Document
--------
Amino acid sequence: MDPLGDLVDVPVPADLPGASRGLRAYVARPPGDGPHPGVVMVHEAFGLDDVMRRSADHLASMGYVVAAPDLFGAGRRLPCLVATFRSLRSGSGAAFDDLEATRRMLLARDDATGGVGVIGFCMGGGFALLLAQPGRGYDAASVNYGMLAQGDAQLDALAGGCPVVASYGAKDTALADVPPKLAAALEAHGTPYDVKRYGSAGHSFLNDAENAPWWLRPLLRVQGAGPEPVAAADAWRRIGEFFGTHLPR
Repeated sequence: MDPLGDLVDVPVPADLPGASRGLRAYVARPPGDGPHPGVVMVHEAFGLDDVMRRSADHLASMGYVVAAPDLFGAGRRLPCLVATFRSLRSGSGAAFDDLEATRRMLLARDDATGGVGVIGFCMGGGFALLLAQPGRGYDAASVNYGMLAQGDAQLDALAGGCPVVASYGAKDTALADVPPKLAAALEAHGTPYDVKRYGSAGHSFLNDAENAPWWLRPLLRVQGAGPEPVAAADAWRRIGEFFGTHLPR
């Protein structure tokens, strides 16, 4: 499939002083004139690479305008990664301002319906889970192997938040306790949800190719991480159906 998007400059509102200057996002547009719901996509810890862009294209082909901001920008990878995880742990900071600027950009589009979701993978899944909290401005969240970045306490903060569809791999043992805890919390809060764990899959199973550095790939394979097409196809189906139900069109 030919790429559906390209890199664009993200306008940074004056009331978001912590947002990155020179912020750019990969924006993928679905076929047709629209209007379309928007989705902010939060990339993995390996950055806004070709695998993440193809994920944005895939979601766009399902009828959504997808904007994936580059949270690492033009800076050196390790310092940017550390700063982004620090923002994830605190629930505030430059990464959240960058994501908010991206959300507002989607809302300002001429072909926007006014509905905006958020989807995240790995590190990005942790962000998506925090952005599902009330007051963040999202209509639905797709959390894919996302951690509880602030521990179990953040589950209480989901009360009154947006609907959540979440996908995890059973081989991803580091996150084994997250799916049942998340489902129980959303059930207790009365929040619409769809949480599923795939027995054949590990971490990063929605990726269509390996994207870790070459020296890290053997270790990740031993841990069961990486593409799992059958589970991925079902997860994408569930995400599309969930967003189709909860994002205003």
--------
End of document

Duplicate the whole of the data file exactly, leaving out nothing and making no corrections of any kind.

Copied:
Amino acid sequence: MDPLGDLVDVPVPADLPGASRGLRAYVARPPGDGPHPGVVMVHEAFGLDDVMRRSADHLASMGYVVAAPDLFGAGRRLPCLVATFRSLRSGSGAAFDDLEATRRMLLARDDATGGVGVIGFCMGGGFALLLAQPGRGYDAASVNYGMLAQGDAQLDALAGGCPVVASYGAKDTALADVPPKLAAALEAHGTPYDVKRYGSAGHSFLNDAENAPWWLRPLLRVQGAGPEPVAAADAWRRIGEFFGTHLPR
Repeated sequence: MDPLGDLVDVPVPADLPGASRGLRAYVARPPGDGPHPGVVMVHEAFGLDDVMRRSADHLASMGYVVAAPDLFGAGRRLPCLVATFRSLRSGSGAAFDDLEATRRMLLARDDATGGVGVIGFCMGGGFALLLAQPGRGYDAASVNYGMLAQGDAQLDALAGGCPVVASYGAKDTALADVPPKLAAALEAHGTPYDVKRYGSAGHSFLNDAENAPWWLRPLLRVQGAGPEPVAAADAWRRIGEFFGTHLPR
């Protein structure tokens, strides 16, 4: 499939002083004139690479305008990664301002319906889970192997938040306790949800190719991480159906 998007400059509102200057996002547009719901996509810890862009294209082909901001920008990878995880742990900071600027950009589009979701993978899944909290401005969240970045306490903060569809791999043992805890919390809060764990899959199973550095790939394979097409196809189906139900069109 030919790429559906390209890199664009993200306008940074004056009331978001912590947002990155020179912020750019990969924006993928679905076929047709629209209007379309928007989705902010939060990339993995390996950055806004070709695998993440193809994920944005895939979601766009399902009828959504997808904007994936580059949270690492033009800076050196390790310092940017550390700063982004620090923002994830605190629930505030430059990464959240960058994501908010991206959300507002989607809302300002001429072909926007006014509905905006958020989807995240790995590190990005942790962000998506925090952005599902009330007051963040999202209509639905797709959390894919996302951690509880602030521990179990953040589950209480989901009360009154947006609907959540979440996908995890059973081989991803580091996150084994997250799916049942998340489902129980959303059930207790009365929040619409769809949480599923795939027995054949590990971490990063929605990726269509390996994207870790070459020296890290053997270790990740031993841990069961990486593409799992059958589970991925079902997860994408569930995400599309969930967003189709909860994002205003």